So I’m pretty sure that everyone on the East Coast is now well aware that, yes, we also get earthquakes. Everyone is also now aware that when the entirety of the DC workforce is let out en masse, things are liable to get messy on the roads – as if we didn’t learn that from this year’s snow storms. Luckily, CFDC will always be here to help ease your worries, or frustrations.
Tuesday’s round of form drills saw the overall focus move towards transferring the body position and pulling we’ve reviewed the last few weeks into some actual running. After reviewing the ball-of-foot hops, both static and with a forward lean, class quickly moved into utilizing that same body position while running at slow, moderate, and fast speeds. Be ready for a little more of that “fast speed” next week.
The thruster is an awkward marriage of front squat and push press, neither of which are simple to perform perfectly on their own, but infinitely more difficult when put together. The default explanation for a thruster is that it’s a front squat followed by a push press (or front squat + push press). Yet, it’s not really one lift followed by another – it’s a single contiguous movement.
The issue, or difficulty, arises from the fact that the technique for the thruster is much more difficult than for either the front squat or the push press alone. This is because the ideal front squat uses a different elbow position than the ideal push press. The front rack position is hard enough, but in the thruster, a lifter must not only have a solid front rack, but then be able to transition, mid-lift, into a solid push press position.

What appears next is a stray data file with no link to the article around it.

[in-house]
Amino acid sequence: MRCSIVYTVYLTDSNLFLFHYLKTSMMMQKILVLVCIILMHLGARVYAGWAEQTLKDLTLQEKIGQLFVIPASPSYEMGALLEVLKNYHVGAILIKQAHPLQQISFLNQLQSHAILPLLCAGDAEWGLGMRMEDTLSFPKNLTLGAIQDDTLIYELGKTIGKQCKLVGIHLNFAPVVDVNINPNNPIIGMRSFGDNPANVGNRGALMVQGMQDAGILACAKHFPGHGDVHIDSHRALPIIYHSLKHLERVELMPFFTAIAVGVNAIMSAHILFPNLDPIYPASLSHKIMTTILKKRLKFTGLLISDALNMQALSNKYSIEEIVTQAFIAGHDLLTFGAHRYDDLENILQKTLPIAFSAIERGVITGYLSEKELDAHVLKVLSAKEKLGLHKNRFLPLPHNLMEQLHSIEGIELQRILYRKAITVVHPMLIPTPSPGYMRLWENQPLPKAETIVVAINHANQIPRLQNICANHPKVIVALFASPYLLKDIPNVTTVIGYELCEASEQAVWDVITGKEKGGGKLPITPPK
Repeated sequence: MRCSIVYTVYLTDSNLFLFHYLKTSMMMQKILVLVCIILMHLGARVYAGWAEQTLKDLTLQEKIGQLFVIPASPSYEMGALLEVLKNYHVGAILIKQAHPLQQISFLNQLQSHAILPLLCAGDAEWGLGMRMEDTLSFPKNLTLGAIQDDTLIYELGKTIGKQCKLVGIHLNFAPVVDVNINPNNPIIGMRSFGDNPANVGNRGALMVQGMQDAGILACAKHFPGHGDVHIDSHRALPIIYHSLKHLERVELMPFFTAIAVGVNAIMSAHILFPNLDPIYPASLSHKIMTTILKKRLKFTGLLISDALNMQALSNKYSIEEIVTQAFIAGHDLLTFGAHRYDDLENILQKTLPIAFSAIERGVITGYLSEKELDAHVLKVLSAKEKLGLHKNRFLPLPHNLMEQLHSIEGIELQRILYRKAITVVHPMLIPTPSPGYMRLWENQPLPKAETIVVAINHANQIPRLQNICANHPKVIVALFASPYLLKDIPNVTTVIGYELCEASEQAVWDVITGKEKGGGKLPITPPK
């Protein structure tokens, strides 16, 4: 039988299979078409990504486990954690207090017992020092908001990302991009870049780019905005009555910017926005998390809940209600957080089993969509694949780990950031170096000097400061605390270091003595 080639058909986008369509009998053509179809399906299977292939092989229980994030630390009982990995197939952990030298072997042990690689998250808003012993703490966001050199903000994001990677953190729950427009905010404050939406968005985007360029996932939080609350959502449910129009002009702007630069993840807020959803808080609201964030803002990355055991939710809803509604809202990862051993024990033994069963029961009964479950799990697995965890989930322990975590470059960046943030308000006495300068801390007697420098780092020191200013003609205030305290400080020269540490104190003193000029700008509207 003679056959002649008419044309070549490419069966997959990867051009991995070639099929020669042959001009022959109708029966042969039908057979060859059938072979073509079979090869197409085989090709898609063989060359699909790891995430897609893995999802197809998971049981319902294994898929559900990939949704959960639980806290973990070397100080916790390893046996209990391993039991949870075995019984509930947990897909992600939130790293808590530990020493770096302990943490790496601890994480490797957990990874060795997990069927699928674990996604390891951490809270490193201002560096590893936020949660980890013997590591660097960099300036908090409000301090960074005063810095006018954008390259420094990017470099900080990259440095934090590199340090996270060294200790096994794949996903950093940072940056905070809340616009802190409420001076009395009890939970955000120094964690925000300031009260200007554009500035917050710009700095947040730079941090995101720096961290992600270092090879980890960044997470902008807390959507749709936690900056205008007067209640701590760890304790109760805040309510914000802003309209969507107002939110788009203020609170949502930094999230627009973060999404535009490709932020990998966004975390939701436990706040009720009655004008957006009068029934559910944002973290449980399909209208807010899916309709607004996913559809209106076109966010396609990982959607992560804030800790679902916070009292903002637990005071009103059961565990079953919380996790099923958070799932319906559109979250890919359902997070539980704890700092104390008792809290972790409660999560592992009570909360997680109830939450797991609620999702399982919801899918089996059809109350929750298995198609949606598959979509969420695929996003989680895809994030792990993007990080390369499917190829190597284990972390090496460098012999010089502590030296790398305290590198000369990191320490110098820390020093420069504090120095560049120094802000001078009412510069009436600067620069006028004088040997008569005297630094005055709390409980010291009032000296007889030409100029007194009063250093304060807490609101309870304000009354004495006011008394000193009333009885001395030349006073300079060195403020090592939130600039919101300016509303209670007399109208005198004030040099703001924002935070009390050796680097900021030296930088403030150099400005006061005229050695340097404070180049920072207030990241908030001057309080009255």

Thrusters are often used in CrossFit workouts in high rep schemes, but going for weight can really help determine where you are weakest in the movement, areas that are perhaps covered by brute strength or speed when done at lighter weight for high volume. It’s tempting to want to concentrate on the over-head part, but remember: without a stable and well-controlled front squat, you may very well not even make it to the overhead part.
The Triplet consisted of air squats, mountain climbers, and hollow rocks. Thus, 1 round equaled 20″ squats, 10″ rest, 20″ mountain climbers, 10″ rest, 20″ hollow rocks, 10″ rest. Now repeat 7 more times to complete the met-con.
There was no scoring requirement for the workout, but there was a question about scoring Tabata-style workouts. Scoring can go one of two ways: First, you can keep total score – a running total of every rep performed during the workout – which encourages an all-out pace for as long as you can sustain it; or, Second, you can keep track of your lowest score for each exercise, which encourages a more conservative approach in the first few rounds, but should leave you pushing yourself in the last few rounds.
Great work, and many thanks on behalf of your coaches for fighting your way through post-quake traffic. See you all on Thursday.